• Amazon Best Sellers Rank: #87,701 in Music (See Top 100 in Music)

1. Sand
2. Welcome To The Fold
3. Captain Bligh
4. It's Gonna Kill Me
5. The Best Things
6. Take A Picture
7. Skinny
8. I Will Lead You
9. Cancer
10. I'm Not The Only One
11. Miss Blue

Editorial Reviews

Amazon.com

"Hey Man, Nice Shot" may have been a fluke hit, but Filter's Richard Patrick has spent four years working on the follow-up album, mastering enough sonic variety to ensure that Filter stick around the moshpit. Programmer Brian Liesegang is gone, but Patrick continues on, picking up the slack and yielding nothing. Crowd reaction is impossible to anticipate, but at 70 minutes, Title of Record is an exhaustive collection of hyperkinetic guitars, subliminal melodies and thunderous dynamics--which is to say, it sports plenty of hard rock aggression, but is firmly rooted in the pop experience that keeps the songs in your head. "It's Gonna Kill Me" has a stalker's vibe in its techno-metal roots, while "Take a Picture" and "Captain Bligh" are radio-friendly unit shifters that suggest that underneath the technology rests a beating, and often bruised, human heart. --Rob O'Connor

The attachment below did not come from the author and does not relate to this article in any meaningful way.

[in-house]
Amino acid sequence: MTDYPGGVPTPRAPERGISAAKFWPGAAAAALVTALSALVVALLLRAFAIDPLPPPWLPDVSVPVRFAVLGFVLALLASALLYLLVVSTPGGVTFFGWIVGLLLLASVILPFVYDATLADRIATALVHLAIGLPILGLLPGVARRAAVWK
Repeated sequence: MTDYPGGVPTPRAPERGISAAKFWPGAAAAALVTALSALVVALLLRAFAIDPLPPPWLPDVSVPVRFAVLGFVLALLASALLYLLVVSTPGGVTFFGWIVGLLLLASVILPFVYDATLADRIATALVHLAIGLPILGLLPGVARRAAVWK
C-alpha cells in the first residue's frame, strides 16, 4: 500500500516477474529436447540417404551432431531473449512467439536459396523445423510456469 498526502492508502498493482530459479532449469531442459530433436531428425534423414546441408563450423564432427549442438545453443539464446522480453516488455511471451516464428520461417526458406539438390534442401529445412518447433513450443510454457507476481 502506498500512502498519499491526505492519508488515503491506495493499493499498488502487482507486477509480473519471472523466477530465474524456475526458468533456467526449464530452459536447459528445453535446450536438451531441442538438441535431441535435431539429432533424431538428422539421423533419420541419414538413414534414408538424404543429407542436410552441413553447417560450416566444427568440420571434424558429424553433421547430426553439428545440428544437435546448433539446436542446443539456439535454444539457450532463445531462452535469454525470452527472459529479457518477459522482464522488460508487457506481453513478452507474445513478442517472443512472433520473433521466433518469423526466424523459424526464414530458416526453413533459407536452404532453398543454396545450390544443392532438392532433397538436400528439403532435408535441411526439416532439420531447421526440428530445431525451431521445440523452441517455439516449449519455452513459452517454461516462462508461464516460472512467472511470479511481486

Product Description

Filter's 1995 debut album Short Bus, was a platinum-selling smash, led by "Hey Man, Nice Shot," a major alternative, rock and metal hit. Title Of Record is Filter's much-anticipated followup. Both brutal and emotional, Filter's hard-rockin' rhythms, thick, swirling grooves and inventive noise, and Rich Patrick's vocal roar, come together on Title Of Record in a more diverse-sounding album than its first but one even more powerful. Certified at 1 million units by the RIAA. (2/01)